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DNS system request flow explained

 dns

A DNS system takes a *fully qualified domain name and translates it into your web server’s IP address. There are a few steps a DNS system takes to handle this translation. This translation is also referred to as resolving a domain name.

The DNS resolution will occur before your actual web server is accessed because your web server can only be accessed using its IP address.

To resolve a DNS request:

  1. A browser or other HTTP client sends a request to www.devdecks.io.
  2. Your browser will first reach out to a DNS server known as a resolver. This is the server that is responsible for making all of the requests needed to handle the domain name translation and will ultimately send your resolved IP address back to your client. It is typically run by your local internet service provider (ISP).
  3. The Resolver first talks to a Root Name Server (behind the scenes this is a grouping of name server’s, but it will only reach out to one). This server is responsible for interpreting the top level domain, eg .com, .io, .org, etc. Once it has deciphered the top level domain, it will return a pointer to the resolver. That pointer is the address of the appropriate top level domain name server, each top level domain will have a set of servers responsible for the next step in the request chain.
  4. Using that pointer the resolver then reaches out to the Name Server for .io domains. This will check the requests domain (devdecks) and respond to the resolver with a pointer to the DNS Provider Server. The name server knows where to look for this because when you registered your domain name, your dns provider made an entry into the .io name server with a pointer back to their system.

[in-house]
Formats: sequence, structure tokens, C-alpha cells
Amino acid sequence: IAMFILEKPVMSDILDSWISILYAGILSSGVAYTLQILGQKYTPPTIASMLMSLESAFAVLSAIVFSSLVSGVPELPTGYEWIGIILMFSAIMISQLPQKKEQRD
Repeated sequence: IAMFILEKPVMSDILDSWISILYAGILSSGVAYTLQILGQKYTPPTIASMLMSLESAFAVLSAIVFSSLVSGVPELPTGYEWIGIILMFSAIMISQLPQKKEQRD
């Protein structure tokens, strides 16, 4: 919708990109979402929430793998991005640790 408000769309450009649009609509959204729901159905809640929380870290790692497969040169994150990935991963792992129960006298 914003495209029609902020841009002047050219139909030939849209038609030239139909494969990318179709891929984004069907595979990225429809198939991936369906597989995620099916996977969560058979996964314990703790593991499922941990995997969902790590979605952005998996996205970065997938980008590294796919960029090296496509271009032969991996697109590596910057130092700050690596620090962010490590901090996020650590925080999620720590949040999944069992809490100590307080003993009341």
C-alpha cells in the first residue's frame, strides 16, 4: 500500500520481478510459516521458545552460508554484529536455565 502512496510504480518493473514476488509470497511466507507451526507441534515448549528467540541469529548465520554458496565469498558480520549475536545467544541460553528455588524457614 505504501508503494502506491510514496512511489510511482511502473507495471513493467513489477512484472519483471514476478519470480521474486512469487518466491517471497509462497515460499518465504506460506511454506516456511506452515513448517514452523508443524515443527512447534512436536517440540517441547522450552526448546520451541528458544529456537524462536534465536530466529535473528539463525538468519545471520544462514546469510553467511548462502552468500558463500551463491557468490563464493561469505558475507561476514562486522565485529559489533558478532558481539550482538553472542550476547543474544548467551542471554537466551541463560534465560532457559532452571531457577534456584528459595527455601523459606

5. Using this pointer the resolver reaches out to the DNS server for devdecks, which responds with the IP address. It knows about this domain entry because when you registered the domain name you created a hosted zone in the registrars system. The hosted zone contains the details of your domain name, including your IP address.
  6. The resolver returns the IP address to the http client.

This IP address is then used by your browser client to issue the request to your web server.

TL/DR:

  1. HTTP request made to www.devdecks.io.
  2. This request first hits a resolver.
  3. The resolver reaches out to the root name server for the IP of the name server.
  4. The resolver reaches out the name server for the DNS server IP.
  5. The resolver reaches out the the DNS server for the IP of your web server.
  6. HTTP client makes a request to the IP for www.devdecks.io.

*Fully qualified domain name: the complete domain name a web server can be reached at. For example www(subdomain).devdecks(domain).com(root domain). This does not include the http(s) protocol.

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